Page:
The business world is based on innovative practices developed over the past 300 years since the mid 1700s and the first industrial revolution. Accounting is even older.
It can be beneficial to review history in order to provide a context of how these different practices, disciplines and conventions arose and how we got to now. This practice can give us a sense of the logic of the trajectory.
Understanding how this mindset evolved and what basic need it has addressed helps us understand what is working and what is ripe for disruption.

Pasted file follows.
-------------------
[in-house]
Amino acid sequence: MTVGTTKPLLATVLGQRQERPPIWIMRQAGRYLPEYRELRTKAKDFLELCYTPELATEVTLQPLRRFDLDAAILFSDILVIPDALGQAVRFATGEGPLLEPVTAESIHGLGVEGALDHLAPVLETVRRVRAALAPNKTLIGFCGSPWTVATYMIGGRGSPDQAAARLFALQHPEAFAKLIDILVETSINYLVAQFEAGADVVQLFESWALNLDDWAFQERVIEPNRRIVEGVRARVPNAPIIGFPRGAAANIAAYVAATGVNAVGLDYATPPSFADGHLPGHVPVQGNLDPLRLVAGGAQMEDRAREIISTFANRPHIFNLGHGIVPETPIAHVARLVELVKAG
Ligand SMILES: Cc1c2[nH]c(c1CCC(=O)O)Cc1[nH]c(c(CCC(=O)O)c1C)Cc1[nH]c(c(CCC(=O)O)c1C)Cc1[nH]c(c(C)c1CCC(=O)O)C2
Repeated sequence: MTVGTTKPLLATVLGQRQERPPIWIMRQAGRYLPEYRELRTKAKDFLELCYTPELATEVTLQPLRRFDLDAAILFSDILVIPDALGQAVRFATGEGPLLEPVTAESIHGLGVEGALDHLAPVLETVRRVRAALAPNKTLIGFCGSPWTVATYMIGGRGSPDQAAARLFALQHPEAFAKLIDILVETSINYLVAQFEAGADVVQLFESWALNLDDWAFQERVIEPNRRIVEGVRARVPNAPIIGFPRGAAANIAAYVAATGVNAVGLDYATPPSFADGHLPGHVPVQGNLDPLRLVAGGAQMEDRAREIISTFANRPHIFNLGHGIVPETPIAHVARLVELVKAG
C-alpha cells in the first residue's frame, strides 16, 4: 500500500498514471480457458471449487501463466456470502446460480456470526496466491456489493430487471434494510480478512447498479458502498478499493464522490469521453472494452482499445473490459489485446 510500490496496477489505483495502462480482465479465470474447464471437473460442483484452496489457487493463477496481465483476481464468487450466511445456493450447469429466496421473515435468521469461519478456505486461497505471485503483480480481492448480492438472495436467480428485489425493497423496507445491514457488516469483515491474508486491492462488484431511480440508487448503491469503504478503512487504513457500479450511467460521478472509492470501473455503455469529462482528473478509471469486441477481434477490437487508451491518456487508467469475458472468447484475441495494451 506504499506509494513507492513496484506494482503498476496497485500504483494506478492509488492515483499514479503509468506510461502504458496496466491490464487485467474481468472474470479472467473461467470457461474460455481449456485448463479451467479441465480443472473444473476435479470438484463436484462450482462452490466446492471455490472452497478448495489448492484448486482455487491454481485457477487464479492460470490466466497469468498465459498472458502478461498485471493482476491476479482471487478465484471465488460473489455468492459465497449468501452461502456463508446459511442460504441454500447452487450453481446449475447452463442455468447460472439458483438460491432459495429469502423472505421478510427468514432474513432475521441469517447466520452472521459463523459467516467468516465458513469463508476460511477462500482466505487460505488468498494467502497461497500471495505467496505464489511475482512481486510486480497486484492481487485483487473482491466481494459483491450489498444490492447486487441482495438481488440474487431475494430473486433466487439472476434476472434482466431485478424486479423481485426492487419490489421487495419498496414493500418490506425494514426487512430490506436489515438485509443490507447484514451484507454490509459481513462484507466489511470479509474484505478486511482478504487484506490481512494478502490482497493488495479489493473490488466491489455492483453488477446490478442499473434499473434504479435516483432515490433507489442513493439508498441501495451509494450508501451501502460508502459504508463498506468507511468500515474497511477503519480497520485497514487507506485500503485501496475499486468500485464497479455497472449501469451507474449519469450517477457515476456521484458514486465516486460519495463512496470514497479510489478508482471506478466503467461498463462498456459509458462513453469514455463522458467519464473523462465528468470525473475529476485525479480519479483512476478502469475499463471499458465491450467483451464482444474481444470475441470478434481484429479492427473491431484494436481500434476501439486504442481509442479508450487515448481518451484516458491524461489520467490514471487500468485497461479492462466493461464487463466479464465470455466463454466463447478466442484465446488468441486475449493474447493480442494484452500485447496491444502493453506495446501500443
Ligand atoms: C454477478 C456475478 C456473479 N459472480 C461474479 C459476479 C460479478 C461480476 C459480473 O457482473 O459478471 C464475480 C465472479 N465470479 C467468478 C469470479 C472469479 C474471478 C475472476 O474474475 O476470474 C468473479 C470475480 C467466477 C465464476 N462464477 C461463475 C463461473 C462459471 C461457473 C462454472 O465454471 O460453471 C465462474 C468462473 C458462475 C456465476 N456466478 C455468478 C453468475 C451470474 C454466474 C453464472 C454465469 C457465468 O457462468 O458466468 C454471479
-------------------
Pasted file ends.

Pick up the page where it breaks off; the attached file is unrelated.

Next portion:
When we find something that works we tend to stick with it. Sometimes we stick with things too long, past when they are effective or useful, simply because of the inertia of convention. Radical ideas become conventional over time and then lose their relevance and become obsolete. Some obsolete and discarded ideas can be revisited and repurposed for these times with new tools.
Historical perspective can help overcome the inertia of conventional thinking if we ask why we are doing things a certain way and how we got to here. History can provide insights into where to innovate.
The manager asks how and when; the leader asks what and why.
- Warren Bennis